You can sign up to get a daily email of our articles, see the Mailing List page!
Support us on Patreon to keep GamingOnLinux alive. This ensures we have no timed articles and no paywalls. Just good, fresh content! Alternatively, you can support us on Paypal and Liberapay!

After playing through Full Throttle Remastered, here are some thoughts

Posted by , / 6246 views
The remastered version of the classic adventure game, Full Throttle, was released on Linux last week. I’ve had some time to play through the fuel-injected experience and have a few thoughts on the game.


Note: A key was provided by fellow GOL contributor and the porter for the Linux version of Full Throttle, Cheeseness.

Full Throttle was originally released way back in 1995 and followed many other successful LucasArts adventure games like Monkey Island and Day of the Tentacle. In it, we follow Ben Throttle, leader of the Polecats motorcycle gang as he’s framed for a crime and his quest to clear his name and get revenge. Though I played many other adventure games back in the 90s and early 00s, Full Throttle was one I never got an opportunity to experience. So I was curious to see if the remastered version would hold up for someone who had no nostalgia for the original.

In many ways, Full Throttle is your standard point and click adventure game: you move from area to area, talking to people, getting items and figuring out puzzles in order to proceed with the story. The only thing that stands out in the basic mechanics is the fact that the main character is just as likely to use his brawn as he is his wits. Kicking, grabbing and punching are necessary solutions in a few parts, which is about right for a tough-as-nails biker like Ben. I won’t lie: it was fun to kick open doors or get payback on those who wronged me with some carefully applied violence.

This is a game that’s really focused when it comes to presenting the player with puzzles to solve. The game is broken down into distinct parts and areas where you can travel back and forth, but ultimately are self-contained. What I mean, in a more practical sense, is that the items you have to use almost always have an obvious and near-immediate purpose. I found that I spent very little time scratching my head wondering, just what the hell am I supposed to do with this? and more time actually getting through the story. As things happen in the story and you arrive at new areas, you avoid losing time trying out old items and instead approach every situation with fresh eyes.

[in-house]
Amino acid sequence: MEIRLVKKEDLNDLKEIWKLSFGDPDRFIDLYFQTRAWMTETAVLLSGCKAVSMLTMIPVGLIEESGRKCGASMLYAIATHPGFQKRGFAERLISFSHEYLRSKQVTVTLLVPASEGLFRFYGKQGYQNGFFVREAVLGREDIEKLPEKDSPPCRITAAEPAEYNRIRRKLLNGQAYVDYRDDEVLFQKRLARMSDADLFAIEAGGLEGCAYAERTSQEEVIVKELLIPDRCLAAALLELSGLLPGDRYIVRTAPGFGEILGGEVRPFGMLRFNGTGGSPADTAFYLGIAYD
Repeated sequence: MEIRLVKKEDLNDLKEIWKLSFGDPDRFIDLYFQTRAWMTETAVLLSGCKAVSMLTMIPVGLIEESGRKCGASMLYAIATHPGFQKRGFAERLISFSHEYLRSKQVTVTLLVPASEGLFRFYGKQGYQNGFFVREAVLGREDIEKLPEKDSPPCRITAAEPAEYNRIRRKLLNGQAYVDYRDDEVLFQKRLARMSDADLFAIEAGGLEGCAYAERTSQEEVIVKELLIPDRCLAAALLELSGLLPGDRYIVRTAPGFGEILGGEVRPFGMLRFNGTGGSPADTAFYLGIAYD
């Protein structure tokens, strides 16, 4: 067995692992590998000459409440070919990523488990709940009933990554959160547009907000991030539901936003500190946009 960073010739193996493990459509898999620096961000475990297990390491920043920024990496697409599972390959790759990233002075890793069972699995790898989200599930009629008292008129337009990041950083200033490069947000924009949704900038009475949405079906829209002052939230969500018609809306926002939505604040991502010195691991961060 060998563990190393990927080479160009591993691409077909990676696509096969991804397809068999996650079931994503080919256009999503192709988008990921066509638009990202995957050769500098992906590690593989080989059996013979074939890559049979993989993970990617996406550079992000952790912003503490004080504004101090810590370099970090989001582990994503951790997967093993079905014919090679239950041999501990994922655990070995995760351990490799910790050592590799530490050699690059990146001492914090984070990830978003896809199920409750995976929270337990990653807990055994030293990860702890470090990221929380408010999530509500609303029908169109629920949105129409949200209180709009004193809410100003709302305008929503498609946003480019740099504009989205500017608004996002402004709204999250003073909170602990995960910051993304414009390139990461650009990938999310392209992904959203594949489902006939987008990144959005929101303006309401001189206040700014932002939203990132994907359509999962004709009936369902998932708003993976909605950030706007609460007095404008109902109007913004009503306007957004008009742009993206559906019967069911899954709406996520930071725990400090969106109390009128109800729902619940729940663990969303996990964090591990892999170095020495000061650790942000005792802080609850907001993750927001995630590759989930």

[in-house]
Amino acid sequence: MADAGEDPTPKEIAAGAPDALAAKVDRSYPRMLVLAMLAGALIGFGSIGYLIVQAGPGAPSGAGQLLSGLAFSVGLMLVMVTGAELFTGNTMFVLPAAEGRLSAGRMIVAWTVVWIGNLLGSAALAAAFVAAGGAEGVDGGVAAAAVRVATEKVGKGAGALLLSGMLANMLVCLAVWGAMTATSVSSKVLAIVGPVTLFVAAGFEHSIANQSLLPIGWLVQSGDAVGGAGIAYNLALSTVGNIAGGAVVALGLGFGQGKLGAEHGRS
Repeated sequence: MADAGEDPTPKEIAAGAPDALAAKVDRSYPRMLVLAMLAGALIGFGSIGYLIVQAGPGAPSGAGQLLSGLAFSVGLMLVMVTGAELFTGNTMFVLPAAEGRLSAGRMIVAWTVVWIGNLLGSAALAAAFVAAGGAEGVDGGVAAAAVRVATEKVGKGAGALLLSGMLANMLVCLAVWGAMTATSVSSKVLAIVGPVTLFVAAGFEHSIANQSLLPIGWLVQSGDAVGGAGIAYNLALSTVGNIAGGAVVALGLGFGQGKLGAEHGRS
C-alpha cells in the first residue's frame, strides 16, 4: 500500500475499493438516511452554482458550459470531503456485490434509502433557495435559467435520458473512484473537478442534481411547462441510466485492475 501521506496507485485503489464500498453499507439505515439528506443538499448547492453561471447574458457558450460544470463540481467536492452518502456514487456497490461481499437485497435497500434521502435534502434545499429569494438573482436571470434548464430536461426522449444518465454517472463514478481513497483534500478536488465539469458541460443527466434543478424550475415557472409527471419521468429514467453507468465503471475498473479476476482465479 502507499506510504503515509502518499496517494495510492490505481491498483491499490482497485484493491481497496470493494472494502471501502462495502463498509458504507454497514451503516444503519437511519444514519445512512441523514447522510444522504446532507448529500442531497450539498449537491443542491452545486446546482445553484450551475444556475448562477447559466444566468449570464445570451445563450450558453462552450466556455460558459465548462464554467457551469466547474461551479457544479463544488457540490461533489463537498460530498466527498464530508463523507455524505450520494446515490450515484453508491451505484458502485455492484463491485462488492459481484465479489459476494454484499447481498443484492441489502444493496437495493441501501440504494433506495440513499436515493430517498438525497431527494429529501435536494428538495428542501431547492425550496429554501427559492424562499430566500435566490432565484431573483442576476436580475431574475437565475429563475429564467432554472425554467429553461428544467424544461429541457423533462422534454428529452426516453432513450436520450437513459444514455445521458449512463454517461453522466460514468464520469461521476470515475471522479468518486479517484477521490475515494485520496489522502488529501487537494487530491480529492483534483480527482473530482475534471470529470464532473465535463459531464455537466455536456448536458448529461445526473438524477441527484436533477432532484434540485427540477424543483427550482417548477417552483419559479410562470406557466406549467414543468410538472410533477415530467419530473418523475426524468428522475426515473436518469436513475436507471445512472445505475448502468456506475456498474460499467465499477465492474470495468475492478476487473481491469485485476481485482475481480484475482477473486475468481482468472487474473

With all that said, not everything is rosy about the gameplay. Some parts have aged poorly, namely the more action-oriented sequences. At several points in the game you get into fights while riding down the highway with other bikers and must swing your fist or weapons at them in order to defeat them. It’s appropriate enough thematically, but there’s a part where you need to play a sort of rock-paper-scissors with the weapons you use to get more weapons to defeat other bikers with specific weaknesses and so forth until you get an item needed to proceed with the plot. That felt like a chore. Not a particularly hard one but, because of the movement speed of the protagonist on his bike and some randomness, it wasn’t as fun as I’m sure the developers originally intended it to be. It’s the same with a later sequence where you take control of a car in a competition, the controls are clunky and the actual gameplay not that stimulating.

image

Some areas or puzzles also require clicking on the right place to proceed. This can be a little frustrating as, even with object highlight toggled, some things require you pressing or using an item on a particular place on the object to proceed. The only time I was close to being seriously stumped was towards the beginning of the day where a junkyard sequence involved walking until the screen panned to the side (most scenes don’t have panning of any kind!) and then I could get to another screen. Figuring out how to get to a crane in the same area was also a bit of a crap shoot of clicking and going back and forth. Things like siphoning gas or loosening tires or a fuel line also, annoyingly, also required clicking on the exact correct of an object. Thankfully, this level of precision is only needed a handful of times and didn't sour the experience.